September in the rose garden can be the most satisfying of the season as all your summer ministrations come to fruition in spectacular fall bloom. The water and fertilizer you provided produce huge cooler-weather blooms that have substantive petals and the most vibrant colors of the rose year.
If you’ve fallen down on the job, however, early fall can be very discouraging when your plants have few leaves, the flowers are small and the rose bed is a general mess. I’ve been there! It’s that proofs-in-the-pudding time of year where the foibles of both plants and rosarians are laid bare for all the world to see.
Rather than vowing to give up roses for life, it’s a far, far better thing we do to consider that old proverb: If at first you don’t succeed, read the directions and try again. Roses aren’t hard to grow. They just have a few basic requirements that may take a little more time and effort than do geraniums or peonies. But with their season-long blooms, fabulous color in the garden, magnificent fragrant flowers to bring into the house and a big boost to your ego when all goes well. A fall garden, laden with the best flowers of the season on clean, healthy plants is a real achievement.
So don’t give up in despair, but make it an opportunity to evaluate each plant to see if it deserves to remain in your garden another year and take the time to gauge the effectiveness of your rose care regimens: watering, fertilizing and spraying.
And let’s be entirely fair; after a summer’s worth of pests and the increased disease pressure that comes along with late summer weather, it’s a darn fine rosarian who has perfect plants in his garden.
Assume for a moment that the roses are fairly healthy and doing well. This is the time I note all the varieties that I don’t like for one reason or another and mark them for shovel-pruning. That orange floribunda has flowers that finish in an ugly way. The blooms stay on the plant and turn brown before they fall off, rather than falling cleanly. And they really aren’t that pretty when they’re fresh. That plant is a goner. But that old red hybrid tea that never has a decent flower until fall is going to stay because those few fall flowers are big, spectacular and to die for. Plus I usually win a ribbon with that one at the fall rose show!
Blackspot is a constant fight on a couple of those older floribundas. I’ll keep one as a bellwether plant to warn me if I haven’t kept up with my spraying, but the others have to go because I can replace them with newer, more disease resistant varieties. That red and white striped floribunda has been growing strongly for nearly 20 years, but it’s never been one of my favorites. The flowers are too small, and the plant has some real tall canes and some real short canes, so the plant always looks out of balance. There are newer, better striped varieties now so I’ll replace that one, too.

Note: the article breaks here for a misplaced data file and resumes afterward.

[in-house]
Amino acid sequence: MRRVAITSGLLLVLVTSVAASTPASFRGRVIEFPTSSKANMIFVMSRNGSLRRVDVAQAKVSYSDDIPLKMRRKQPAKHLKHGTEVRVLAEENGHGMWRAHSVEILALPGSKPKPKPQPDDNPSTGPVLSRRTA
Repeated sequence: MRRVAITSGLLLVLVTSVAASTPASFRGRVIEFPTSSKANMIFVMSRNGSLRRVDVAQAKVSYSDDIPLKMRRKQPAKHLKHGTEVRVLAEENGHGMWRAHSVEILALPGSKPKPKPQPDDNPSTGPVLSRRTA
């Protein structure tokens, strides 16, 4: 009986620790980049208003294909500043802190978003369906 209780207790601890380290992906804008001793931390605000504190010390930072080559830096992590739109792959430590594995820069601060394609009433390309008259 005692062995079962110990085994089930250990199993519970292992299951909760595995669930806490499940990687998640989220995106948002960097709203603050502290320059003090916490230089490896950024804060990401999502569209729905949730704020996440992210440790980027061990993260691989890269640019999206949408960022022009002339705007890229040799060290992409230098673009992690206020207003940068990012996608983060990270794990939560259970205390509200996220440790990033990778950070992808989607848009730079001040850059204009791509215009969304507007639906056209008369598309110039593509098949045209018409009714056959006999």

That old hybrid tea I just love but has malingered along for a couple of years? Nothing seems to help it, so I’m going to buy a new plant of the same variety and get rid of the old, tired one. A couple of my favorite hybrid teas are very tender in my cold-climate garden. But I love them so much; I accept that they’ll probably croak over the winter and order a couple more for next spring. Same with tree roses; they’re so hard to winter over, that I just buy a new one every spring.
Mostly, however, it’s not the plants that are the problem, it’s the rosarian. But this year I have a great excuse. There was virtually no sun here in the Northeast for the first six weeks of summer.
Did I fertilize enough? Because roses grow and bloom all season, they need huge amounts of fertilizer. It’s important to use a liquid or water soluble fertilizer formulated specifically for roses. This provides all the nutrients and trace elements roses need to photosynthesize, grow and produce to their maximum potential. Fertilizing once a week isn’t too often, from early spring until late summer.
Did I add enough organic stuff to the soil? The addition of compost, composted manure, fish emulsion, liquid seaweed, kelp meal, ground crabshell, etc., keeps the good soil bacteria active. Organic fertilizers don’t provide enough food for roses, but they do provide the bacteria that break down fertilizer so the plants can use it. It’s really important to keep the soil active, so I try to add something once a month.
How about my spray regimen? Normally, I spray a fungicide, a miticide and an insecticide once every two to three weeks all season. It takes about an hour, because I have a huge garden, but the plants stay absolutely clean and healthy all season. No big deal. It’s easy.
Today’s pesticides are much safer to use than they used to be, but if you still don’t want to mess with spraying, buy some of the new disease-resistant varieties of roses. There are new ones being introduced every year, and next year’s new varieties are just terrific!
Ann Hooper is a certified American Rose Society Consulting Rosarian.